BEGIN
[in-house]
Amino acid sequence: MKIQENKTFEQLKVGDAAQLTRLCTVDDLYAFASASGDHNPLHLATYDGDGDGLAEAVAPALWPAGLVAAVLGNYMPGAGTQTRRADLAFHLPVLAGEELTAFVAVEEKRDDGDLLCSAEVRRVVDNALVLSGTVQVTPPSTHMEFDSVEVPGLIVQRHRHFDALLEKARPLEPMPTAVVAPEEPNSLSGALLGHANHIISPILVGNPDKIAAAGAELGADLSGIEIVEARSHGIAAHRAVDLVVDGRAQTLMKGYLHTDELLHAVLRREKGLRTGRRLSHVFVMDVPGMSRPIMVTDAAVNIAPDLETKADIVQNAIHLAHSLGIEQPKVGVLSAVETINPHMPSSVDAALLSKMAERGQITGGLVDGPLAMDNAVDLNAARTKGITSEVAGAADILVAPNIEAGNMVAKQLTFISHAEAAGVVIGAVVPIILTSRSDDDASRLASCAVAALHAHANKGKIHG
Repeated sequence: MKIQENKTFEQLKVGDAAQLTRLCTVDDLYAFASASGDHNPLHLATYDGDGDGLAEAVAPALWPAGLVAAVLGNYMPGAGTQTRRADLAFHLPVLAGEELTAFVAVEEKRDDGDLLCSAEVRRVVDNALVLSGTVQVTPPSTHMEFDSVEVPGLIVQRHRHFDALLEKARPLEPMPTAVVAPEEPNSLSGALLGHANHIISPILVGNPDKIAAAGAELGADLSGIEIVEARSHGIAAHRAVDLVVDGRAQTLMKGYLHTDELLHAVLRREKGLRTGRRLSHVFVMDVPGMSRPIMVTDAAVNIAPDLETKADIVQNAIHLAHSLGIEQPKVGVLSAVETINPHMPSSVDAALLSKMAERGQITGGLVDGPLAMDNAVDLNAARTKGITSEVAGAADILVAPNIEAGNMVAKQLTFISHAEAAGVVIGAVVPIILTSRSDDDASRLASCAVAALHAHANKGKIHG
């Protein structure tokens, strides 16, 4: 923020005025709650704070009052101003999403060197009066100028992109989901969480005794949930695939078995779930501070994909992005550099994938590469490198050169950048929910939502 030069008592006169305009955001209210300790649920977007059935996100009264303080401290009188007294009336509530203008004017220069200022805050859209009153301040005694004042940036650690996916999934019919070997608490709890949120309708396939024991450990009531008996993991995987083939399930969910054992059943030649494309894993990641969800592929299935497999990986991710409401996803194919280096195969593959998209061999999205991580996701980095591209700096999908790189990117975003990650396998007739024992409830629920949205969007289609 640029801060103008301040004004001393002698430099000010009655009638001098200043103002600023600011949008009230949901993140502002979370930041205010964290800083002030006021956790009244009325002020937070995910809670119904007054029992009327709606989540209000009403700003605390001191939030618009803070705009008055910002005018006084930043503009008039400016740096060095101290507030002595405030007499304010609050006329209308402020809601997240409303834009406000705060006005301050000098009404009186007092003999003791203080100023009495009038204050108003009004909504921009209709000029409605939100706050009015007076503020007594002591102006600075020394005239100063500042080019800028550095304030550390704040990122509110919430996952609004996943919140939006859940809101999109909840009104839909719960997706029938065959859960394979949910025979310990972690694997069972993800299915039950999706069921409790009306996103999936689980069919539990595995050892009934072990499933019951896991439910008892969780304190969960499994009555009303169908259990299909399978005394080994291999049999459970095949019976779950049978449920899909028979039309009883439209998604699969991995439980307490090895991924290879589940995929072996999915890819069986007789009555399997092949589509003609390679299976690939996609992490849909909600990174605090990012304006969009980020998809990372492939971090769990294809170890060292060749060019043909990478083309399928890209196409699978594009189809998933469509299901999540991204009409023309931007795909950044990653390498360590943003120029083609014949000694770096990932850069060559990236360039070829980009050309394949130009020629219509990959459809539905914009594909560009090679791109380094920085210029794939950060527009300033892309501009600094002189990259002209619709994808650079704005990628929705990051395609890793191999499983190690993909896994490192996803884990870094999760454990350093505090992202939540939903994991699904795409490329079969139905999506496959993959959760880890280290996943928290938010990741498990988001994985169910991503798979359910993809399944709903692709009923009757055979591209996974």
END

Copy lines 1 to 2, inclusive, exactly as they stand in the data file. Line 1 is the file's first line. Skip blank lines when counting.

[in-house]
Amino acid sequence: MKIQENKTFEQLKVGDAAQLTRLCTVDDLYAFASASGDHNPLHLATYDGDGDGLAEAVAPALWPAGLVAAVLGNYMPGAGTQTRRADLAFHLPVLAGEELTAFVAVEEKRDDGDLLCSAEVRRVVDNALVLSGTVQVTPPSTHMEFDSVEVPGLIVQRHRHFDALLEKARPLEPMPTAVVAPEEPNSLSGALLGHANHIISPILVGNPDKIAAAGAELGADLSGIEIVEARSHGIAAHRAVDLVVDGRAQTLMKGYLHTDELLHAVLRREKGLRTGRRLSHVFVMDVPGMSRPIMVTDAAVNIAPDLETKADIVQNAIHLAHSLGIEQPKVGVLSAVETINPHMPSSVDAALLSKMAERGQITGGLVDGPLAMDNAVDLNAARTKGITSEVAGAADILVAPNIEAGNMVAKQLTFISHAEAAGVVIGAVVPIILTSRSDDDASRLASCAVAALHAHANKGKIHG